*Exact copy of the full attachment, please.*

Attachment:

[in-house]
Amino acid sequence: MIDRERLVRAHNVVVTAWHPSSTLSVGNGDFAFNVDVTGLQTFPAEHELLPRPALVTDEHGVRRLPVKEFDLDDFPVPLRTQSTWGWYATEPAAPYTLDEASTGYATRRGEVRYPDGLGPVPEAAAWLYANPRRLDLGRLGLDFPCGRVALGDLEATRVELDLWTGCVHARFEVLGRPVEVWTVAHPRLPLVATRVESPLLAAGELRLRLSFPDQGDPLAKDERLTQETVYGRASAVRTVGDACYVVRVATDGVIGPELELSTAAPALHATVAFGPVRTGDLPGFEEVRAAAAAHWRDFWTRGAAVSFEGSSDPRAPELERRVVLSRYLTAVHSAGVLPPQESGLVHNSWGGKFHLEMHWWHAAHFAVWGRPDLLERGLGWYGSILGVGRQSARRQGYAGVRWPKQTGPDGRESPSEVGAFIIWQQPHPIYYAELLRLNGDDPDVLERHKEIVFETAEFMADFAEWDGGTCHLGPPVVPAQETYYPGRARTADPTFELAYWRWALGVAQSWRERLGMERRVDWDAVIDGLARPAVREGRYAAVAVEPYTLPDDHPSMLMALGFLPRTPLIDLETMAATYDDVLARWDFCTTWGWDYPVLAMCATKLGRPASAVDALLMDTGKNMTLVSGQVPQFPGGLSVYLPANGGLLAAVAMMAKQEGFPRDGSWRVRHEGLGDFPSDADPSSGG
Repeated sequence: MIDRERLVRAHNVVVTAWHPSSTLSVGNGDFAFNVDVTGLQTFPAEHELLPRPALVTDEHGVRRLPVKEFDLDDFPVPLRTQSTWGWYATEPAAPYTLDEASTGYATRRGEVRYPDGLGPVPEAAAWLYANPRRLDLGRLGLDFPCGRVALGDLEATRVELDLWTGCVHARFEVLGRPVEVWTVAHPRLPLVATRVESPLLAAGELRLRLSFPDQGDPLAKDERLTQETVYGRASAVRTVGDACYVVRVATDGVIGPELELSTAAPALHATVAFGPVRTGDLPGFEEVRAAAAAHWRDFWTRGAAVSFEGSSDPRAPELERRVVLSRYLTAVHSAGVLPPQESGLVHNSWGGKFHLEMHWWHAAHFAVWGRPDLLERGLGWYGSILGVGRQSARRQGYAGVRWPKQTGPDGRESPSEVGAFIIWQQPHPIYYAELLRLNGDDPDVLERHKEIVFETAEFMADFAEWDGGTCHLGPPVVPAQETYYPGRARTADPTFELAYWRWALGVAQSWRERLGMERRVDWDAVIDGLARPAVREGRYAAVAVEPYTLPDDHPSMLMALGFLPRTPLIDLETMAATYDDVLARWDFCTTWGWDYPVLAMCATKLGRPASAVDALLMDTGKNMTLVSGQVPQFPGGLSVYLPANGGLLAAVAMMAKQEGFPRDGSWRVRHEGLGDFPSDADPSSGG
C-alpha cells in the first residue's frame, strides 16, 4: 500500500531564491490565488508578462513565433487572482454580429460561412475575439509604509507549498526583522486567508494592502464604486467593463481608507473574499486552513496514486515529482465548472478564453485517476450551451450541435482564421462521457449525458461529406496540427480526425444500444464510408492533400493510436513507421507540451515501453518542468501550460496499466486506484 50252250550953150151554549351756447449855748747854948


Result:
[in-house]
Amino acid sequence: MIDRERLVRAHNVVVTAWHPSSTLSVGNGDFAFNVDVTGLQTFPAEHELLPRPALVTDEHGVRRLPVKEFDLDDFPVPLRTQSTWGWYATEPAAPYTLDEASTGYATRRGEVRYPDGLGPVPEAAAWLYANPRRLDLGRLGLDFPCGRVALGDLEATRVELDLWTGCVHARFEVLGRPVEVWTVAHPRLPLVATRVESPLLAAGELRLRLSFPDQGDPLAKDERLTQETVYGRASAVRTVGDACYVVRVATDGVIGPELELSTAAPALHATVAFGPVRTGDLPGFEEVRAAAAAHWRDFWTRGAAVSFEGSSDPRAPELERRVVLSRYLTAVHSAGVLPPQESGLVHNSWGGKFHLEMHWWHAAHFAVWGRPDLLERGLGWYGSILGVGRQSARRQGYAGVRWPKQTGPDGRESPSEVGAFIIWQQPHPIYYAELLRLNGDDPDVLERHKEIVFETAEFMADFAEWDGGTCHLGPPVVPAQETYYPGRARTADPTFELAYWRWALGVAQSWRERLGMERRVDWDAVIDGLARPAVREGRYAAVAVEPYTLPDDHPSMLMALGFLPRTPLIDLETMAATYDDVLARWDFCTTWGWDYPVLAMCATKLGRPASAVDALLMDTGKNMTLVSGQVPQFPGGLSVYLPANGGLLAAVAMMAKQEGFPRDGSWRVRHEGLGDFPSDADPSSGG
Repeated sequence: MIDRERLVRAHNVVVTAWHPSSTLSVGNGDFAFNVDVTGLQTFPAEHELLPRPALVTDEHGVRRLPVKEFDLDDFPVPLRTQSTWGWYATEPAAPYTLDEASTGYATRRGEVRYPDGLGPVPEAAAWLYANPRRLDLGRLGLDFPCGRVALGDLEATRVELDLWTGCVHARFEVLGRPVEVWTVAHPRLPLVATRVESPLLAAGELRLRLSFPDQGDPLAKDERLTQETVYGRASAVRTVGDACYVVRVATDGVIGPELELSTAAPALHATVAFGPVRTGDLPGFEEVRAAAAAHWRDFWTRGAAVSFEGSSDPRAPELERRVVLSRYLTAVHSAGVLPPQESGLVHNSWGGKFHLEMHWWHAAHFAVWGRPDLLERGLGWYGSILGVGRQSARRQGYAGVRWPKQTGPDGRESPSEVGAFIIWQQPHPIYYAELLRLNGDDPDVLERHKEIVFETAEFMADFAEWDGGTCHLGPPVVPAQETYYPGRARTADPTFELAYWRWALGVAQSWRERLGMERRVDWDAVIDGLARPAVREGRYAAVAVEPYTLPDDHPSMLMALGFLPRTPLIDLETMAATYDDVLARWDFCTTWGWDYPVLAMCATKLGRPASAVDALLMDTGKNMTLVSGQVPQFPGGLSVYLPANGGLLAAVAMMAKQEGFPRDGSWRVRHEGLGDFPSDADPSSGG
C-alpha cells in the first residue's frame, strides 16, 4: 500500500531564491490565488508578462513565433487572482454580429460561412475575439509604509507549498526583522486567508494592502464604486467593463481608507473574499486552513496514486515529482465548472478564453485517476450551451450541435482564421462521457449525458461529406496540427480526425444500444464510408492533400493510436513507421507540451515501453518542468501550460496499466486506484 50252250550953150151554549351756447449855748747854948